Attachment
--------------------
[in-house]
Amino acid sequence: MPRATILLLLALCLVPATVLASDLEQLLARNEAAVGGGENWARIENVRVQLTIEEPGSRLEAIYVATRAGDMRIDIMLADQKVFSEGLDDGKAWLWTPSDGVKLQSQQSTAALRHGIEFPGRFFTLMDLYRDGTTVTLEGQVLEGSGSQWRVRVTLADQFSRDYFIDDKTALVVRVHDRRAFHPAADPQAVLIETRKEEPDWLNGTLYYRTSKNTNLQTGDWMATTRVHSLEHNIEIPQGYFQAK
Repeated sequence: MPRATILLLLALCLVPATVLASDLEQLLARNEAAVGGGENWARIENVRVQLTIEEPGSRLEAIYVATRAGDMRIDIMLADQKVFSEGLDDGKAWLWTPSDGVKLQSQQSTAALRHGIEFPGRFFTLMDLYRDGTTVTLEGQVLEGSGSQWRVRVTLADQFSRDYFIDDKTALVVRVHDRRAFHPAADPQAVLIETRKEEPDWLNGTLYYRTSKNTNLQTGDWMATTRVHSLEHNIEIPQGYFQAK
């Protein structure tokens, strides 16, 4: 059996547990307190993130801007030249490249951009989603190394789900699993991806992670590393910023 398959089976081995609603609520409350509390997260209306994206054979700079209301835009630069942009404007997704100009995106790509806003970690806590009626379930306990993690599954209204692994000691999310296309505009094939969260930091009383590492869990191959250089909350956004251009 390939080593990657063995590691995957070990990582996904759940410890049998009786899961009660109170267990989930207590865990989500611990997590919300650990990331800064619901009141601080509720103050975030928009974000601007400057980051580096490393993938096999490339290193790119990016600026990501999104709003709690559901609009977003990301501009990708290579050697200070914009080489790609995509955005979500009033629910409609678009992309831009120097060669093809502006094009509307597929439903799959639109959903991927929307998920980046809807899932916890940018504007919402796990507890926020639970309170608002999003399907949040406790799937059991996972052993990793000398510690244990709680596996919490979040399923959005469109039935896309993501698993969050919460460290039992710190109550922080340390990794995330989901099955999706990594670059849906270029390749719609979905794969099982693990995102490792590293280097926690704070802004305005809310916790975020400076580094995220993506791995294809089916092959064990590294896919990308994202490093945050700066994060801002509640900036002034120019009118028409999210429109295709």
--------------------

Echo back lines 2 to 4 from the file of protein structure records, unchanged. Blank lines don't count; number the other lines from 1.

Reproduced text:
Amino acid sequence: MPRATILLLLALCLVPATVLASDLEQLLARNEAAVGGGENWARIENVRVQLTIEEPGSRLEAIYVATRAGDMRIDIMLADQKVFSEGLDDGKAWLWTPSDGVKLQSQQSTAALRHGIEFPGRFFTLMDLYRDGTTVTLEGQVLEGSGSQWRVRVTLADQFSRDYFIDDKTALVVRVHDRRAFHPAADPQAVLIETRKEEPDWLNGTLYYRTSKNTNLQTGDWMATTRVHSLEHNIEIPQGYFQAK
Repeated sequence: MPRATILLLLALCLVPATVLASDLEQLLARNEAAVGGGENWARIENVRVQLTIEEPGSRLEAIYVATRAGDMRIDIMLADQKVFSEGLDDGKAWLWTPSDGVKLQSQQSTAALRHGIEFPGRFFTLMDLYRDGTTVTLEGQVLEGSGSQWRVRVTLADQFSRDYFIDDKTALVVRVHDRRAFHPAADPQAVLIETRKEEPDWLNGTLYYRTSKNTNLQTGDWMATTRVHSLEHNIEIPQGYFQAK
């Protein structure tokens, strides 16, 4: 059996547990307190993130801007030249490249951009989603190394789900699993991806992670590393910023 398959089976081995609603609520409350509390997260209306994206054979700079209301835009630069942009404007997704100009995106790509806003970690806590009626379930306990993690599954209204692994000691999310296309505009094939969260930091009383590492869990191959250089909350956004251009 390939080593990657063995590691995957070990990582996904759940410890049998009786899961009660109170267990989930207590865990989500611990997590919300650990990331800064619901009141601080509720103050975030928009974000601007400057980051580096490393993938096999490339290193790119990016600026990501999104709003709690559901609009977003990301501009990708290579050697200070914009080489790609995509955005979500009033629910409609678009992309831009120097060669093809502006094009509307597929439903799959639109959903991927929307998920980046809807899932916890940018504007919402796990507890926020639970309170608002999003399907949040406790799937059991996972052993990793000398510690244990709680596996919490979040399923959005469109039935896309993501698993969050919460460290039992710190109550922080340390990794995330989901099955999706990594670059849906270029390749719609979905794969099982693990995102490792590293280097926690704070802004305005809310916790975020400076580094995220993506791995294809089916092959064990590294896919990308994202490093945050700066994060801002509640900036002034120019009118028409999210429109295709």